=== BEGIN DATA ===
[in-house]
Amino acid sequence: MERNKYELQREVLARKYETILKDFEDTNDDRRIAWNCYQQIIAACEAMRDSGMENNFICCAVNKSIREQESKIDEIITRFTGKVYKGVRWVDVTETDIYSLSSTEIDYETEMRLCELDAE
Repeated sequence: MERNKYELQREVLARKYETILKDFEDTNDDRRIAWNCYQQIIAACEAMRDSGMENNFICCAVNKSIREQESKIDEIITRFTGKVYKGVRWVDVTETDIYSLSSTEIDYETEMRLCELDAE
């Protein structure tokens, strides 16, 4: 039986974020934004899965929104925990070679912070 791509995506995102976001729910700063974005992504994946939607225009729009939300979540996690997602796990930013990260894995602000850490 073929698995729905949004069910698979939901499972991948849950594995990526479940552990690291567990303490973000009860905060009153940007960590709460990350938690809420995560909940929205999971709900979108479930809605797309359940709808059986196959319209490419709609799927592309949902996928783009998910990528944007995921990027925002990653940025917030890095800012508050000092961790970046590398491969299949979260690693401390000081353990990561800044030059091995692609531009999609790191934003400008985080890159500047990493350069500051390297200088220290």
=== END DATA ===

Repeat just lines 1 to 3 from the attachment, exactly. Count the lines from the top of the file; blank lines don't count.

[in-house]
Amino acid sequence: MERNKYELQREVLARKYETILKDFEDTNDDRRIAWNCYQQIIAACEAMRDSGMENNFICCAVNKSIREQESKIDEIITRFTGKVYKGVRWVDVTETDIYSLSSTEIDYETEMRLCELDAE
Repeated sequence: MERNKYELQREVLARKYETILKDFEDTNDDRRIAWNCYQQIIAACEAMRDSGMENNFICCAVNKSIREQESKIDEIITRFTGKVYKGVRWVDVTETDIYSLSSTEIDYETEMRLCELDAE